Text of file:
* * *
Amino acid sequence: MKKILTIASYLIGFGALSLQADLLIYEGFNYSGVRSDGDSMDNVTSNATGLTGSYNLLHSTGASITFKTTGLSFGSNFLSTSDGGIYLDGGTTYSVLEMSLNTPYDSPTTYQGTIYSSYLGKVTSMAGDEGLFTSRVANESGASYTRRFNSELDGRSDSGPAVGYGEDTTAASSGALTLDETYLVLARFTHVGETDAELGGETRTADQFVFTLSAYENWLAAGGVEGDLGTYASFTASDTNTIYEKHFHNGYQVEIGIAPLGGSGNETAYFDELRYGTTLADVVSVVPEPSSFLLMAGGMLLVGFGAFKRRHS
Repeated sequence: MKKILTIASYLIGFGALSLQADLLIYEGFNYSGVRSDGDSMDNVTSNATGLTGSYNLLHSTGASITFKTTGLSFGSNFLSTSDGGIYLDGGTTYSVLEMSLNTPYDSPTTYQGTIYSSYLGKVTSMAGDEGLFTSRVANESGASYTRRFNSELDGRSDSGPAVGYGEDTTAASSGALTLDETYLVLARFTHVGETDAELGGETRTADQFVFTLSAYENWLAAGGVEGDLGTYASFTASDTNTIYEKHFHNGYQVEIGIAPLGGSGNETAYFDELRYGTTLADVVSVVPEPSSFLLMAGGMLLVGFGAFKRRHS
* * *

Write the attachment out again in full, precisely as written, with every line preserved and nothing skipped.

Amino acid sequence: MKKILTIASYLIGFGALSLQADLLIYEGFNYSGVRSDGDSMDNVTSNATGLTGSYNLLHSTGASITFKTTGLSFGSNFLSTSDGGIYLDGGTTYSVLEMSLNTPYDSPTTYQGTIYSSYLGKVTSMAGDEGLFTSRVANESGASYTRRFNSELDGRSDSGPAVGYGEDTTAASSGALTLDETYLVLARFTHVGETDAELGGETRTADQFVFTLSAYENWLAAGGVEGDLGTYASFTASDTNTIYEKHFHNGYQVEIGIAPLGGSGNETAYFDELRYGTTLADVVSVVPEPSSFLLMAGGMLLVGFGAFKRRHS
Repeated sequence: MKKILTIASYLIGFGALSLQADLLIYEGFNYSGVRSDGDSMDNVTSNATGLTGSYNLLHSTGASITFKTTGLSFGSNFLSTSDGGIYLDGGTTYSVLEMSLNTPYDSPTTYQGTIYSSYLGKVTSMAGDEGLFTSRVANESGASYTRRFNSELDGRSDSGPAVGYGEDTTAASSGALTLDETYLVLARFTHVGETDAELGGETRTADQFVFTLSAYENWLAAGGVEGDLGTYASFTASDTNTIYEKHFHNGYQVEIGIAPLGGSGNETAYFDELRYGTTLADVVSVVPEPSSFLLMAGGMLLVGFGAFKRRHS